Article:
Pedro Pierluisi, Puerto Rico’s Resident Commissioner, met in San Juan last week with Rob Bishop, Chairman of the House Natural Resources Committee.
Pierluisi thanked Bishop in a press release, saying, “I am grateful that Chairman Bishop took the time to travel to Puerto Rico to observe the territory’s challenges firsthand and to speak personally with island leaders. Our conversation today, like our previous conversations, was positive and constructive. It is clear that Chairman Bishop is approaching this problem in good faith.”
But the press release also emphasized that the problems in Puerto Rico are complex. “There is not a single crisis in Puerto Rico,” Pierluisi said in his statement, “but rather a series of intertwined crises: an economic crisis, a fiscal crisis, a liquidity crisis, a debt crisis, a migration crisis, and a public administration crisis.”
Pierluisi reaffirmed the conclusion that has been presented at recent hearings on Puerto Rico: the legislative proposal that Speaker Ryan has called for before March 31st must include both debt restructuring and oversight. At the most recent hearing on the debt crisis, Antonio Weiss, Counselor to the Secretary of the U.S. Treasury, presented the position of the Treasury in just those terms, saying that oversight without a plan to allow restructuring of debts would not solve the problem. It would instead, Weiss said, lead to a cascade of defaults and litigation.
Pierluisi said that the plan Bishop is preparing “must pair reasonable debt restructuring authority with independent and temporary oversight of the Puerto Rico government’s budgeting practices and fiscal policymaking. A bill that contains one of these elements, but not the other, cannot obtain the bipartisan support necessary to be enacted into law and, even if it could, would not be effective.”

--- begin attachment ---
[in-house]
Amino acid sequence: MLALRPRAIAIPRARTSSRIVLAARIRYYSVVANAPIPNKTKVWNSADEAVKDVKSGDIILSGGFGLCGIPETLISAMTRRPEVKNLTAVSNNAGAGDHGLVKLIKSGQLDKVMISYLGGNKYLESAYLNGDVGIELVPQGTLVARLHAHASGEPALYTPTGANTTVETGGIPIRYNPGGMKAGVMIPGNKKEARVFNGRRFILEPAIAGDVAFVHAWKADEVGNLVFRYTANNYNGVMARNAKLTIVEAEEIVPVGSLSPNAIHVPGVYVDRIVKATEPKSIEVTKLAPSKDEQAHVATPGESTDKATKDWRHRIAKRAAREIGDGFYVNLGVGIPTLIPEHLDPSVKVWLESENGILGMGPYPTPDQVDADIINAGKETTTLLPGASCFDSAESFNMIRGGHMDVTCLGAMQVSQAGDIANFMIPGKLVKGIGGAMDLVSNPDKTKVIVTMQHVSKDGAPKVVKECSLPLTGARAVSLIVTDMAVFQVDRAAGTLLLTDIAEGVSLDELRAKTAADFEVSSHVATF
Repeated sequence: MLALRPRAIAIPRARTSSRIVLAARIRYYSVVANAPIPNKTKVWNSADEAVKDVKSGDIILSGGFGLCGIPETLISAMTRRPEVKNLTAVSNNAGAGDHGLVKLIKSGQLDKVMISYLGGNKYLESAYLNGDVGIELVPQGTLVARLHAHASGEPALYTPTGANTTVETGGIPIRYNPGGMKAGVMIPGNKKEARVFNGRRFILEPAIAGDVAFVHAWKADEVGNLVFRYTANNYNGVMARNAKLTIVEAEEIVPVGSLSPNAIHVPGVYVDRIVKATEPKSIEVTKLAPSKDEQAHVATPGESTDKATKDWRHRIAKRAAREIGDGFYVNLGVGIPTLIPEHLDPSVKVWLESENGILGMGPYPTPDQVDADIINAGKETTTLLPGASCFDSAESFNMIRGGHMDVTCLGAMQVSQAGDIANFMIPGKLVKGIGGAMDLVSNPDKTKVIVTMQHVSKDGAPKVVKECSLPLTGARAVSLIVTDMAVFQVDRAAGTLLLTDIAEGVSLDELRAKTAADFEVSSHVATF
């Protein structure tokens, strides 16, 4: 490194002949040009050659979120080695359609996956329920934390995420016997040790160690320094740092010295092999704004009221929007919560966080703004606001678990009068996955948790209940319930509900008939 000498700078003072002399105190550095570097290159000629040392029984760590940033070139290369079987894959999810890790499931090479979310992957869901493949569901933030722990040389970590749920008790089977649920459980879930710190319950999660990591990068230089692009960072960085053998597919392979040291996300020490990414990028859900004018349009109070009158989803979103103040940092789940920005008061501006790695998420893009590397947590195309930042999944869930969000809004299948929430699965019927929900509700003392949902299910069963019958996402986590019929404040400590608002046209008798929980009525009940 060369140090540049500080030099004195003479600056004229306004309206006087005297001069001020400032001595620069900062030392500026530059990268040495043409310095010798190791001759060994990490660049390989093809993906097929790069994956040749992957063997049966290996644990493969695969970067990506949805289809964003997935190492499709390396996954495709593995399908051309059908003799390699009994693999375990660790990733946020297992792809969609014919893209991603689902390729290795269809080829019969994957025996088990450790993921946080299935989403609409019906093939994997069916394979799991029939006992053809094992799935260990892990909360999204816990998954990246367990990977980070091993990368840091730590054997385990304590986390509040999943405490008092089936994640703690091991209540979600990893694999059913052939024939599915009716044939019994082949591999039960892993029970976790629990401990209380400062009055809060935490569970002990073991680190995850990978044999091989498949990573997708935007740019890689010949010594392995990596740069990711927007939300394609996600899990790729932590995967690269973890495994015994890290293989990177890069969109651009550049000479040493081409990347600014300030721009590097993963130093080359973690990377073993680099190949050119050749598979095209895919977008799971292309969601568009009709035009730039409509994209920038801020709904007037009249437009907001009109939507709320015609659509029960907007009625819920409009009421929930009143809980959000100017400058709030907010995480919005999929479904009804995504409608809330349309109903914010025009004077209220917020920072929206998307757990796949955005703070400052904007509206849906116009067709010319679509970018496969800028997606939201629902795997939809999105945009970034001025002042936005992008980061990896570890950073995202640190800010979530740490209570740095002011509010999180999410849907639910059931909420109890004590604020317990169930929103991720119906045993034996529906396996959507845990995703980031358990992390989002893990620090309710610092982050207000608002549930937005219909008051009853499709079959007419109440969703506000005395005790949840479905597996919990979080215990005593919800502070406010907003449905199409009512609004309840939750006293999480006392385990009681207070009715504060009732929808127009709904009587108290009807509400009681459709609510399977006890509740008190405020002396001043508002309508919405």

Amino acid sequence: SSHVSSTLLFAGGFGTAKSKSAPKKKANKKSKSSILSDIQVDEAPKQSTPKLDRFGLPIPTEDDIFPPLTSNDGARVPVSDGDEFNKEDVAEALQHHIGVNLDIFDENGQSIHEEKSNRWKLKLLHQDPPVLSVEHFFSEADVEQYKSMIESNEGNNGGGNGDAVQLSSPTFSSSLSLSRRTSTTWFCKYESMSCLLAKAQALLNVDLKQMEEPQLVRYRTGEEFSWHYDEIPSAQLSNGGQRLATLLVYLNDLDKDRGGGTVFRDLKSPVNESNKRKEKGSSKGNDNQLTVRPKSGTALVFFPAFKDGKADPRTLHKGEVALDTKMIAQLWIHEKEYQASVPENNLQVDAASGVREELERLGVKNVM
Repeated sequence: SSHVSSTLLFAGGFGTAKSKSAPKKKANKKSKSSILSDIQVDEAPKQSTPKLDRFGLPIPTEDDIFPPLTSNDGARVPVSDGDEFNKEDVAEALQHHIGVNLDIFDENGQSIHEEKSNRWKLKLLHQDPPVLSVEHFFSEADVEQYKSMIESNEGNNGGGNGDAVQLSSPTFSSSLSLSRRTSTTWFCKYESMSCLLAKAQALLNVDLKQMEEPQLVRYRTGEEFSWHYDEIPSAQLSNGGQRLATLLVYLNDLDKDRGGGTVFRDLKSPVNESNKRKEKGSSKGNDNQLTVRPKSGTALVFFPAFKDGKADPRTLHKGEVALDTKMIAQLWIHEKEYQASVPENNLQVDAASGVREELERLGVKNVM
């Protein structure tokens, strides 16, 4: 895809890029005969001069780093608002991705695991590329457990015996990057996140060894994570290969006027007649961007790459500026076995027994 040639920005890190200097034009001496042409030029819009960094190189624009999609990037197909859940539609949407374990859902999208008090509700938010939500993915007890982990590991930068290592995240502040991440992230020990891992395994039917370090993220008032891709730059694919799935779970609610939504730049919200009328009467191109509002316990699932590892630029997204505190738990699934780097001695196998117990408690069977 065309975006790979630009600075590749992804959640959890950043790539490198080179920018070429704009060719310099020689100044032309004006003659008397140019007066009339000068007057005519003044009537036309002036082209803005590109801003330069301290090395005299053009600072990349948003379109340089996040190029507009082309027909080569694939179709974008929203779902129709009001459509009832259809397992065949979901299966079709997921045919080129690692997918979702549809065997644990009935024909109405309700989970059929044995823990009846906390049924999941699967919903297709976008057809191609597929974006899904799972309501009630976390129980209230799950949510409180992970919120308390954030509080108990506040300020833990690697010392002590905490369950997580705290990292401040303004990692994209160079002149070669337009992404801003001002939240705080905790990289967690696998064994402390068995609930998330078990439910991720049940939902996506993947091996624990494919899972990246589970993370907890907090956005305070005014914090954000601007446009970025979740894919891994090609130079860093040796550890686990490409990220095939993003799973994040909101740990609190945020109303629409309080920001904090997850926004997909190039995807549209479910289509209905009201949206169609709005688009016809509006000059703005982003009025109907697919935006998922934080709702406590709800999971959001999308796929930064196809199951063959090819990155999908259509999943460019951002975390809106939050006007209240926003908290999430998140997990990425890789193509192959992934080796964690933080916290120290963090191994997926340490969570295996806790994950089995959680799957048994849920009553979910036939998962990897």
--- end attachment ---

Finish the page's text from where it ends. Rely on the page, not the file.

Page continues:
Pierluisi, along with many members of Congress, called last year for an extension of chapter 9 bankruptcy protection to Puerto Rico without including oversight in their proposals. Some lawmakers, including Rep. Jody Hice of Georgia, have recommended oversight without agreeing to debt restructuring. Pierluisi now believes that both elements are necessary parts of the equation.
Pierluisi also pointed out that Puerto Rico’s status is part of the problem. “Puerto Rico must turn the page on its 118-year-old status as a U.S. territory,” he insisted. “This crisis has exposed, like no other event in our history, the inherent and profound defects of this status. Territory status deprives Puerto Rico of power, dignity and basic tools to confront our challenges. In the near future, Puerto Rico must become a state or a sovereign nation.
Pierluisi emphasized that Puerto Ricans are generally proud and patriotic U.S. citizens, and that independence is not a popular option in Puerto Rico. He said, as previous votes have repeatedly shown, that statehood is preferable to independence for most of the people of Puerto Rico. “But either option is preferable to the status quo,” he concluded, “which is an absolute disgrace for both the United States and Puerto Rico.”